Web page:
Our 10th Anniversary

Ten years ago on October 2 Andy and I got married at the Cincinnati Observatory.

It was a lovely wedding.

We honeymooned in Italy by way of Paris. Our total time in Paris was fewer than 24 hours, and immediately upon our return I said I wanted to spend our 10-year anniversary in Paris.

Ten years ago we were young, idealistic, without children and a mortgage, happy to live on boxed noodles and one car. I started a Paris Fund Jar, swiping change from Andy’s dresser, thinking about all the street crepes I would buy in what seemed like a lifetime away.

So much can change in 10 years, and yet it can go by so fast. In a letter Andy wrote to me for our 10th anniversary he reminded me of this: In those 3,652 days we had three kids, acquired one dog, went through six job changes, bought and/or sold five cars, had six surgeries, bought two houses and celebrated 34 birthdays.

Life—beautiful and hard, quiet and thrilling—happens.

We’re on a strict three-year money-savings plan right now, with hopes for a solid (financial) future.

Throughout our 10 years, Andy (who is, at times, more reasonable in his daydreams) would joke about our 10-year anniversary trip to Paris, telling me that certainly we could go—as long as it was Paris … Kentucky. And so, several months ago, knowing Paris (France) was decidedly out of the question, we decided to book a room in Paris, Kentucky. Turns out, from the pictures online and a magazine article a friend gave to me, it’s a lovely little town in the heart of horse country.

But then we really looked at the cost of it, and thought about how it directly conflicted with our grand three-year money-savings plan. And so we downsized our (or, perhaps, my) daydreams, again.

And so, on our 10th anniversary, we went back to the Cincinnati Observatory and had a picnic underneath the same tree, in front of the same rock, we were married 10 years ago.

It was perfect.

Andy came home from work a bit early and grilled some chicken for sandwiches to pack. We included some chips and Sofia Minis. We sliced an avocado and homegrown tomato on a small cutting board my mom had given to me as a Bride’s Day gift (for the 12 months prior to our wedding my mom gifted me something small on the 2nd of each month—a tradition I hope to carry on for my children should they choose to marry someday). And we packed our picnic in a basket gifted to me by dear friends, during a bridal shower.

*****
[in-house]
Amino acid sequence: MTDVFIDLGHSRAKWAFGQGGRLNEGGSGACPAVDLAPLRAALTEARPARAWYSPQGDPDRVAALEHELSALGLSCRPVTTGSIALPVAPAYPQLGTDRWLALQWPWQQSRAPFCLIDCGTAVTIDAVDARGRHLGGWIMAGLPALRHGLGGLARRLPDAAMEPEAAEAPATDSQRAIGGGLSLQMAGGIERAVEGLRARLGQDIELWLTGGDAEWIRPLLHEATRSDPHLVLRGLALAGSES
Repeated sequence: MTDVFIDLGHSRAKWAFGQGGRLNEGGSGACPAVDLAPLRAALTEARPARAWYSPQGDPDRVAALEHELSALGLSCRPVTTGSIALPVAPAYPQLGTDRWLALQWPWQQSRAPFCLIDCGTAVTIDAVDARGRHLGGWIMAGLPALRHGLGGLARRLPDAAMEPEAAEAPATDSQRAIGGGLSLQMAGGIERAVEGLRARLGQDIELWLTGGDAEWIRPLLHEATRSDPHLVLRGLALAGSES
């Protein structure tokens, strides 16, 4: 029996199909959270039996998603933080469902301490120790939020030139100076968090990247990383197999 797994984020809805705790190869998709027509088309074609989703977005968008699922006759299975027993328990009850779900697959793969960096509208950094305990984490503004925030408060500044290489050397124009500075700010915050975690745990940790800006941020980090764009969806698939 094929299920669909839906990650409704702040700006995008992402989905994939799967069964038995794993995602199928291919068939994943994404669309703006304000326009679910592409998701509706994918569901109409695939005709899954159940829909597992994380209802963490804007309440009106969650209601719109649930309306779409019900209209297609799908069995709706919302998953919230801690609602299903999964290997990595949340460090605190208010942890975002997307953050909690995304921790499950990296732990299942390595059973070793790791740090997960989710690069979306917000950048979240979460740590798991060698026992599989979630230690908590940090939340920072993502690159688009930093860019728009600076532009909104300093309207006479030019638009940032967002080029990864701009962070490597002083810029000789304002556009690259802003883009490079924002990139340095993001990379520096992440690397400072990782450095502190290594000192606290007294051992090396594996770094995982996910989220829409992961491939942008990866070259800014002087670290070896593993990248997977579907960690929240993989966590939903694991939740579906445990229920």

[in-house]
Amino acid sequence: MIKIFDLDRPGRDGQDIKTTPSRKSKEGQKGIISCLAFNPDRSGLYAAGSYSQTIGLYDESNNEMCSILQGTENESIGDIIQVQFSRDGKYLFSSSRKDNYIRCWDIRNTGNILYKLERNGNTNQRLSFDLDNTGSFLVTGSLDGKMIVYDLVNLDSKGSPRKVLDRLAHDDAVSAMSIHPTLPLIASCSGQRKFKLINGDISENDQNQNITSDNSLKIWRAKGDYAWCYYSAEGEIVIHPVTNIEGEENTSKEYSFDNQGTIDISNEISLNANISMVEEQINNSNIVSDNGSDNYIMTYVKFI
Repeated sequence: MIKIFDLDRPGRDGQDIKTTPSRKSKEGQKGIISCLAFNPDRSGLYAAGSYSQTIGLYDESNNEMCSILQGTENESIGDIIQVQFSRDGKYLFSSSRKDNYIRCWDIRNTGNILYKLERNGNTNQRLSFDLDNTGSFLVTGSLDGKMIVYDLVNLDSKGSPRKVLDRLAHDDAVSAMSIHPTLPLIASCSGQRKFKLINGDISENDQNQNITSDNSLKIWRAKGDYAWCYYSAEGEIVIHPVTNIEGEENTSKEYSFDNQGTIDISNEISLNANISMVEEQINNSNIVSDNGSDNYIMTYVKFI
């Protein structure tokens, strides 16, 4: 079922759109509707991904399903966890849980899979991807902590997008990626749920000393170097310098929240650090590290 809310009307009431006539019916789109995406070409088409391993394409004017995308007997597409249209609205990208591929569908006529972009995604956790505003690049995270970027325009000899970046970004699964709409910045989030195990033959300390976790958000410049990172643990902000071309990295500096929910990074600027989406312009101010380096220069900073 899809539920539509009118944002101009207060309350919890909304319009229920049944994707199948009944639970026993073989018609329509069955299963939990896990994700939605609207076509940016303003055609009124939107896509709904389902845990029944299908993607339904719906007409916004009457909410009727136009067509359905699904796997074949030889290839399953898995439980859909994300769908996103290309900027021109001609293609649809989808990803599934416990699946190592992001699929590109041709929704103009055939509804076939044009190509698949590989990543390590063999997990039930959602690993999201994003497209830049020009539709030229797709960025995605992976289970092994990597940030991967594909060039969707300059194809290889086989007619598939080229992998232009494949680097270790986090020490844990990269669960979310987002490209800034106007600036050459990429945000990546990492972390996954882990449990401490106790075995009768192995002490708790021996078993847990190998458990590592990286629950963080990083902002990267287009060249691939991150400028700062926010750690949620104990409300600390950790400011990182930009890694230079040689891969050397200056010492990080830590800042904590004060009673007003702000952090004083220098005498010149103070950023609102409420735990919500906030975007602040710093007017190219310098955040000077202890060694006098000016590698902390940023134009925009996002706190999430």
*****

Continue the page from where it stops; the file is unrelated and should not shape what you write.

Earlier that morning, while the kids were at school, I went to The BonBonerie and got two slices of cake—carrot and opera cream—the same flavors we had at our wedding.

The weather was cool with a warm breeze. As the sun set bats flew over us. The leaves around us were just starting to change color, and the Observatory behind us lit up.

After our picnic we attended the Observatory’s weekly Thursday lecture and viewing. We learned about eclipses, and viewed the moon and a gold and blue double star in the beautiful, old telescope.

But, of course, not all of life is wonderfulbeautifulperfect—not even 10-year anniversaries.

On the way to the Observatory I was irritated. We were running a half hour late—and only had a sitter for four hours. I was worried it would be too dark for our picnic, and that we would be too rushed. I was worried we would be late for the lecture. Upon our arrival I noted that the big, old, beautiful tree we were married under was half dead. I was worried that was a bad omen. And selfishly, unrealistically, spoiledly, I was also irritated we weren’t in Paris—France or Kentucky.

But something happened during our walk over to the tree. Maybe it reminded me of our wedding day walk from the Observatory steps to the tree, hand-in-hand, listening to the walking violin players, leading all our family and friends behind us. Whatever happened happened suddenly, and by the time we spread out our picnic blanket and poured the champagne, I didn’t even care when I spilled half a glass all over my chicken sandwich.

While at The BonBonerie I splurged (sorry, grand three-year savings plan) on these cookies for the kids.

After their dinner, and before we left for our picnic, we gave them the cookies. We told them why we were going out on a Thursday night, the reason we were celebrating. We told them we married because we wanted to be a family. And that we wanted them, someday, and now that we had them, how thankful we were.

Tonight, thinking and writing about all of this, I was reminded of an article written in Cincinnati Business Courier, about local engagements. I was interviewed for it. Where some other couples talked about getting engaged on a six-day backpacking trip through Glacier National Park or on a mountaintop in Bar Harbor, Maine, I talked about how Andy surprised me—during a picnic—at Mariemont’s Dale Park.